And what a few hours.
We enjoyed a few beers and some great chats, played in the ocean with the kids, practiced our headstands in the sand ….
….and then I rode a horse…bareback…in the ocean…on an island. Unbelievable.
That night, after we’d devoured our incredible feast and we lay on the sand staring up at a billion stars, I dug my hands deep, deep into the sand, down to where it was cool to touch. I felt connected to the island and its stories. I felt an enormous sense of gratitude and peace. I silently and wholeheartedly thanked the ancestors for allowing me the gift of these two days on Badu.
I am touched by this place.
Slept in a tent, on the sand, under a billion Badu stars.

DAY 10 – The End of Extreme Dreams Torres Strait 2021
Badu Island to Thursday Island and eventually home.
Bye-bye Badu. Bye-bye Torres Strait. What an adventure!
Today we took a teeny tiny plane from Badu back to Thursday Island in what was a perfect way of capping off a truly epic Best Life Adventure. We flew over the islands that we had passed on our sketchy boat ride to Badu, over the islands we had paddled around in our Outrigger canoes, and saw the magical beauty and scale of this special place from the air.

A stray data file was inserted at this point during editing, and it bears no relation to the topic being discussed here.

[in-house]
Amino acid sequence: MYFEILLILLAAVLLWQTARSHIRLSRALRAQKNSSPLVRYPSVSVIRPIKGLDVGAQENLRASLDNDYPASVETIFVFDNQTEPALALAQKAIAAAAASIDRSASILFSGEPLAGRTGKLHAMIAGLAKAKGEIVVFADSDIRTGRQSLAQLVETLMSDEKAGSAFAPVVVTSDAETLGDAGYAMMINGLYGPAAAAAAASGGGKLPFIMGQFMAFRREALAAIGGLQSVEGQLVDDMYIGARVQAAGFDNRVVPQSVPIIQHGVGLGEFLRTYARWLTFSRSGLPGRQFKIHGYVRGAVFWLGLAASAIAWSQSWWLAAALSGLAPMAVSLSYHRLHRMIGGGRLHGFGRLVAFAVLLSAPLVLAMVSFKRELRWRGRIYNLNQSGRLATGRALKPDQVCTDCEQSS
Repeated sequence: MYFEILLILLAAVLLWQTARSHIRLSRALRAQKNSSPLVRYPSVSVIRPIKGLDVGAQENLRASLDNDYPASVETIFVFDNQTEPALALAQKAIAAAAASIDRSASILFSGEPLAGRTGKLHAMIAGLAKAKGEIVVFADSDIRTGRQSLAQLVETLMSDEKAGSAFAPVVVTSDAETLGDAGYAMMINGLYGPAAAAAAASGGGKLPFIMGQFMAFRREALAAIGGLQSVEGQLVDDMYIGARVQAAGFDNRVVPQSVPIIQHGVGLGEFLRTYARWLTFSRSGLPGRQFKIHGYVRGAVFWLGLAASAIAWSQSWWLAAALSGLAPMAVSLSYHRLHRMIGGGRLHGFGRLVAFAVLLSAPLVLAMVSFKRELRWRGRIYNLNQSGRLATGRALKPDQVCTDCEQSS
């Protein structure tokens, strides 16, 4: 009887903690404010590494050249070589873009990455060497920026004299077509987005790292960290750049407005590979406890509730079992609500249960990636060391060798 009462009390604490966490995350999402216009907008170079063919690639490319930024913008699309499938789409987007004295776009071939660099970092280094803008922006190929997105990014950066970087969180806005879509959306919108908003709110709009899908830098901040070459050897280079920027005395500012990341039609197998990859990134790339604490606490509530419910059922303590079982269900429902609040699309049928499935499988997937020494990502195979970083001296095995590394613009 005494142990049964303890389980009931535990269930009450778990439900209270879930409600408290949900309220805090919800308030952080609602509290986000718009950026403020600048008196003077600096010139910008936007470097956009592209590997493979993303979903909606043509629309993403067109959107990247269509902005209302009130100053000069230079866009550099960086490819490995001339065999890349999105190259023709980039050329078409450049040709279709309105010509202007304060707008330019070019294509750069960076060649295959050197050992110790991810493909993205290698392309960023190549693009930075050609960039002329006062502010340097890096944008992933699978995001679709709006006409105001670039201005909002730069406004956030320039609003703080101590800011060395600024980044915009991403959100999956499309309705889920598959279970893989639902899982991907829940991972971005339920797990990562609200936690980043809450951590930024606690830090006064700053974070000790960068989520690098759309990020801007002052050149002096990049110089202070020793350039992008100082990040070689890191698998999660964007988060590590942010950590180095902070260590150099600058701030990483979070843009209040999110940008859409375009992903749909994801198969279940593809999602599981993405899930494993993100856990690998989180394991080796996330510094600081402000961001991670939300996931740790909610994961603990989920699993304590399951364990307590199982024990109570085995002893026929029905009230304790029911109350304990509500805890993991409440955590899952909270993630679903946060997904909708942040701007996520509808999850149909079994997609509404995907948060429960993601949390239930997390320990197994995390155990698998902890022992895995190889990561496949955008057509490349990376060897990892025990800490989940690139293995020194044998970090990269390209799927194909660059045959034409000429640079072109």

This place where we had formed bonds of friendship and connection with the people and the land.
This place where I leave a little piece of me behind.
I’ve lived in Queensland most of my life but I was so completely ignorant of the Torres Strait.
I’m so bloody happy I came here. I feel more connected to my country. I know her better.
Thank you Ben Southall for once again removing me from what we come to accept as “normality” and providing challenge, adventure, and space for curiosity and connection. My soul needs this.
Until the next one …………
This video created by our serial venturer Shaw Innes gives you a taste of what their journey was like.

A huge thank you to all involved in making this happen – Torres Strait Outriggers (Rees and Denne our powerhouse steerers), Dirk Laifoo from Torres Strait Eco Tours, Jason from Roko Island (Roko Island, Cape York), Laurie and Stevie from Badu Island.

We’ll be heading back there in September 2022 so if you’re interested, places are filling up fast and are extremely limited.